Tuesday, November 9, 2010

Multnomah Mystery - or maybe not

So, the hours got moved back, I got an extra hour of sleep (allegedly) and started a new project this weekend. I wanted to use the two skeins of sock yarn that have been languishing in my basket for a few months. They are JL Yarn from Salvia that I got cheap from someone destashing some of their yarn on Etsy.

I have a terrible weakness for variegated yarns. They look so beautiful all wound up in their skeins, tempting me with their rich colours and fascinating colour pairings. And yet... they are really difficult to work with, especially when you don't like how the colours play out in the fabric.

The main method I use for breaking up the cacophony of colours is to try to choose a stitch pattern that changes direction as you knit or crochet. Often, this involves lace patterns or dropping stitches or knitting chevrons... whatever the case, the idea is to make the eye move around so that you're not just looking at the colours all splodged together. Rather, you are forced to make sense of the structure at the same time.

This time, after looking through many pages of projects to try on Ravelry, I decided to knit the extremely popular Multnomah shawlette pattern. It is knit in garter stitch which increases outwards from the shoulders to create a triangular shape, and is then finished off in feather and fan lace at the bottom edge. I was intrigued by the way such a simple stitch as garter stitch seems to add a depth and texture to the yarn. Again, the increases cause the stitches to radiate outwards towards the shoulders, forcing the eye to move to follow the line of the garment. Fascinating.

So, I cast on the required amount of stitches and worked all of the increases until I reached the stitch count where you're supposed to start the lace section.

But it's so small.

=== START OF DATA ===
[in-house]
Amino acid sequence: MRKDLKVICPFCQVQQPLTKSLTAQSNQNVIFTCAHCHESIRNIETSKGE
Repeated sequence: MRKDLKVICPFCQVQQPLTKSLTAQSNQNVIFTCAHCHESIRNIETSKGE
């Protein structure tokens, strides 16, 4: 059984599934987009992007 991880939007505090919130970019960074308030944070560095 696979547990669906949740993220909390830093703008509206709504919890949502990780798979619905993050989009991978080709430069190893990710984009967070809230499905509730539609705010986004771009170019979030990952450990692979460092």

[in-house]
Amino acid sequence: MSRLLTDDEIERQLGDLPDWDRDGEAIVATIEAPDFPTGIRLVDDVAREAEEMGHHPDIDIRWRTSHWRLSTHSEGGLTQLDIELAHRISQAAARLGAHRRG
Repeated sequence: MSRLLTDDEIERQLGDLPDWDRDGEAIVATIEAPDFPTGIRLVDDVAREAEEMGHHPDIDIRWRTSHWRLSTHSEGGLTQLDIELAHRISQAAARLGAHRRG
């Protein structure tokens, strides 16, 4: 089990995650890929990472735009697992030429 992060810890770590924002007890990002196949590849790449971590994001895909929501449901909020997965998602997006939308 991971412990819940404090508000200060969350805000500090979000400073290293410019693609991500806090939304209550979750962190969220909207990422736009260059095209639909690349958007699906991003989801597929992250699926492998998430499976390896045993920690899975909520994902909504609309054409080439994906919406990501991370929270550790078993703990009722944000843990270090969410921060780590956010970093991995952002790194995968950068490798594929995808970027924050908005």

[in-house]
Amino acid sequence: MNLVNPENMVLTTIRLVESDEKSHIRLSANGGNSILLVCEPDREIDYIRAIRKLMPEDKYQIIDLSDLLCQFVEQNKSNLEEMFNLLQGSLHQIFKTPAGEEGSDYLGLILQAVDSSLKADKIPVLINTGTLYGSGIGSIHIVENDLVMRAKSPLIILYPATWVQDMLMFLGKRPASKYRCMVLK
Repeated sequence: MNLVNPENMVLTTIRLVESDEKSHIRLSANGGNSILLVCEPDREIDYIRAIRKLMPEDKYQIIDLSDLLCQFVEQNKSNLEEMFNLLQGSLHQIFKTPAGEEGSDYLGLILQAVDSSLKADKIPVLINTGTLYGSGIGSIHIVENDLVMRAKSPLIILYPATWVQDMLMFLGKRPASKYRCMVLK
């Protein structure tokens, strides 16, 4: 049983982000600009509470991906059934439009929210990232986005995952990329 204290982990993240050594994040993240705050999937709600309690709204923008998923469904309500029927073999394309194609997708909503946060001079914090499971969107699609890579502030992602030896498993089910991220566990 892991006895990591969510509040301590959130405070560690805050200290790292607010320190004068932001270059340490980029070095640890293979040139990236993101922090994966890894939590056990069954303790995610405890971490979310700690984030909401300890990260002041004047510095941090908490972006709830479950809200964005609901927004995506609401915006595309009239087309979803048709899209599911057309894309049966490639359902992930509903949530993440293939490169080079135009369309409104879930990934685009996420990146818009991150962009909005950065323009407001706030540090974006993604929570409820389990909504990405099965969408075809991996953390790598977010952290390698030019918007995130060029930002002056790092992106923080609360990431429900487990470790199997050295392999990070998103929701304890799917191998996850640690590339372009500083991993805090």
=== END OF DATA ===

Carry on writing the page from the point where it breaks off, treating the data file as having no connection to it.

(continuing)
I've looked through other people's projects and found that it's supposed to grow when you block it, but I don't think that's the case here. I haven't even used up all the yarn in the first skein, and each skein has roughly 200 metres. I'm even using needles a size larger than stated in the pattern because I just didn't have ones in the right size. So... what's going on?

I'd love to say that there is something mysterious and weird going on here, but I know exactly what the problem is. I didn't swatch. Alright? I just didn't do it.

For those who don't know what swatching is, it's where you knit up a square roughly 5 inches by 5 inches in the stitch that you'll be using most in the pattern, and then measure how many stitches per inch you are achieving. If you have more stitches per inch than the pattern requires, you try again at a larger-sized needle - less, and you try with a smaller one. It means that you make garments that fit and that you don't waste hours and hours of your time on something you'll never wear.

So yeah, I swatch... usually. I do it when I want to make a sweater that I know will fit around my bust, or a skirt that I don't want to cling to my belly. I do it basically for everything that I plan on wearing.

Except for shawls.

My reasoning was that, well... this thing is going to sit on my shoulders and nothing else. It'll fit, right?

Well, not if it turns out to be a handkerchief.

So... lesson learned. But I'm not ripping this out - I'm way too far gone for that. I'm just going to knit in garter stitch until I get a size that is comparable to the picture before I start the lace section. It's a darn good thing it's in garter stitch though. I don't think I'd take it so well if I had to figure out all sorts of math to make a lace pattern work. I think I just need to end up with a multiple of 18, and the designer has already listed the multiples on her project page in Ravelry.

I guess things never seem to work out as you mapped it out in your head, but apparently that makes you more adaptable and less prone to... well, extinction, according to Darwin. But that's a whole other subject...

2 comments:

  1. I knit one and it is small. Bigger than a kerchief, but still small. I even thought the same thing when I reached the correct spot to start the lace portion, I kept knitting in garter and started the lace (at the right multiple) when I had half the yarn used by weight.
    I thought it would be Ok and it looks great, just not on me. So I am gifting it to someone for Christmas. I think she will love it. I have now started the same pattern with a sport weight alpaca and am loving it.

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  2. That is very comforting! I think it will be alright in the end, but I do love the thought of trying it in alpaca! Yum!

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